Wildfires and Swimming Pools

Once again, wildfires rage across Southern California with devastating fury. To say they are a disruption would be an understatement. We sincerely hope your homes and communities are safe. But even if you are not in eyesight of the flames or smoke, there are good chance swimming pools will be affected in the region. Debris can travel many miles, and smoke can travel hundreds of miles. Even if a home is not touched by the flames, there is likely to be a recovery and clean-up process once the flames are finally snuffed out.

We at Orenda have been receiving an abnormally large amount of calls, emails and facebook messages asking questions about how to recover their pools after the wildfires. So to better understand this, let’s start with the facts.

Ash and debris need to be cleaned out

wildfire1Ash, soot and other debris that is created from the wildfires can go airborne and travel in the wind. If it gets in your pool, this debris either needs to be filtered or vacuumed out of the pool. There are no shortcuts to this, as physically cleaning the pool will be the best way to get large particles out of the water. Furthermore, fire debris can contain organic carbon, phosphorus, and nitrogen. These are micronutrients for algae and other living organisms, and can potentially create a phosphate and a nitrate problem for your pools. The ash will also tend to be more alkaline, which can cause the pH of the water to increase. This debris is great for gardening, but not for our pools.

Filtering and vacuuming the pool will dramatically improve any chemical treatment you follow it up with. Again, we strongly advise against any shortcuts to actually cleaning the pool. We also suggest cleaning the deck around the pool, perhaps with a garden hose to clear debris off the deck that may otherwise find its way into the pool after you leave.

Flame retardants can contain phosphates and sulfates

According to some sources we found online, the flame retardants that are commonly used to fight wildfires can be comprised of up to 10% fertilizer (like ammonia phosphate and sulfate ions). The mixture is dropped on the fires from planes and helicopters and creates a sticky solution that is designed to help “smother” the flame until it can be better controlled. These retardants can also travel in the wind and could potentially get in your pool…but probably only if you’re relatively close to the blaze.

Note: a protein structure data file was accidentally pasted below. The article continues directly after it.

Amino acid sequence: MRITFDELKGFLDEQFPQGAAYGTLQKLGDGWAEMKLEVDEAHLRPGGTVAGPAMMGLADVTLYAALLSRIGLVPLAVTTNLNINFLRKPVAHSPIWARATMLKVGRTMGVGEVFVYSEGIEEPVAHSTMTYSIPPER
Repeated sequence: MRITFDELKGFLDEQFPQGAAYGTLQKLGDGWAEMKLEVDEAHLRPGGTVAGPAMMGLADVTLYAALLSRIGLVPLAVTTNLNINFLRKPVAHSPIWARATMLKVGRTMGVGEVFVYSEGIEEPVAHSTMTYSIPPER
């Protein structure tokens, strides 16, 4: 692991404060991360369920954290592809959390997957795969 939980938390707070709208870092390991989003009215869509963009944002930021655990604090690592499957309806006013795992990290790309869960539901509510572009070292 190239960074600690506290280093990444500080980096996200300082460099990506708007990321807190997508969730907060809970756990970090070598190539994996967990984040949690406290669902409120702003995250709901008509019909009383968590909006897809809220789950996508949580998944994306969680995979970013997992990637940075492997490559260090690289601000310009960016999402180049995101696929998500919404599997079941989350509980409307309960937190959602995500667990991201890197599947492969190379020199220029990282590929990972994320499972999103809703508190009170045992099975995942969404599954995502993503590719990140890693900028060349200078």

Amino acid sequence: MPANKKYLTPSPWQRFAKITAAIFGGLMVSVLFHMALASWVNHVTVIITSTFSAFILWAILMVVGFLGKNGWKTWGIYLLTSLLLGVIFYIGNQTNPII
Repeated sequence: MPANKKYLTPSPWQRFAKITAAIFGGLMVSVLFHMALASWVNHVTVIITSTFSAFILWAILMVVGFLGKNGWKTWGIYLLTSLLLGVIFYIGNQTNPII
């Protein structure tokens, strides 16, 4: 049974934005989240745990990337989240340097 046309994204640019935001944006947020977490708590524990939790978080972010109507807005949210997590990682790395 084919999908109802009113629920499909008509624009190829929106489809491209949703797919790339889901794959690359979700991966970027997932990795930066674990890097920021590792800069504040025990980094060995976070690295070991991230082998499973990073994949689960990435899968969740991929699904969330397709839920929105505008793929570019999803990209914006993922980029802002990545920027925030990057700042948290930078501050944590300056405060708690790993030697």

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Fire retardants dropped from helicopters are loaded with phosphates. If your pool looks like this, draining and refilling is probably the best option. Image Credit: AP – Kent Porter

Perhaps you’re fortunate enough to not be in the line of fire, and you’re far enough to be safe from the wildfires. You’re probably already aware that having a pool in the backyard means your water is fair game for firefighting helicopters. Consider that the vessels these helicopters tow are constantly flying over the worst of the wildfires. Ash, smoke, and whatever else is rising from the flames can be on the vessel that dips in your pool to capture water. Sure, there are enough pools in Southern California that yours is not likely to be drawn from. But if not, there’s a good chance that helicopter’s water vessel shared some ash and debris with your water.

Smoke and ash travel

Unlike the flame retardant, the smoke and airborne particles can travel a long way from where the fire is being contained. It is not uncommon for this smoke to travel hundreds of miles—and depending on how high it rises, it can be thousands of miles. So, if you’re in the general vicinity of a wildfire it would be safe to assume your pool is being affected in some way. Just because you’re not in the direct line of danger does not mean your pool is not being affected. In the case of an otherwise clean looking pool, we suggest testing water for phosphates and nitrates anyway. These things may go unseen but can impact your pool chemistry. We suggest you err to the side of caution and test your water for these micronutrients.

Wildfires will continue

As wildfires seem to be a more common occurrence and the winds are blowing, this reality is something that has to be managed. You can expect these wildfires to happen year after year. All the ash and debris that settles in our pools create a perfect environment for chemical inefficiencies and stress on equipment. As you know from reading the Orenda Blog, phosphates and nitrates are micronutrients for all living things…including algae and bacteria. Wildfires can drop an all-you-can-eat buffet of micronutrients in a pool, so be prepared.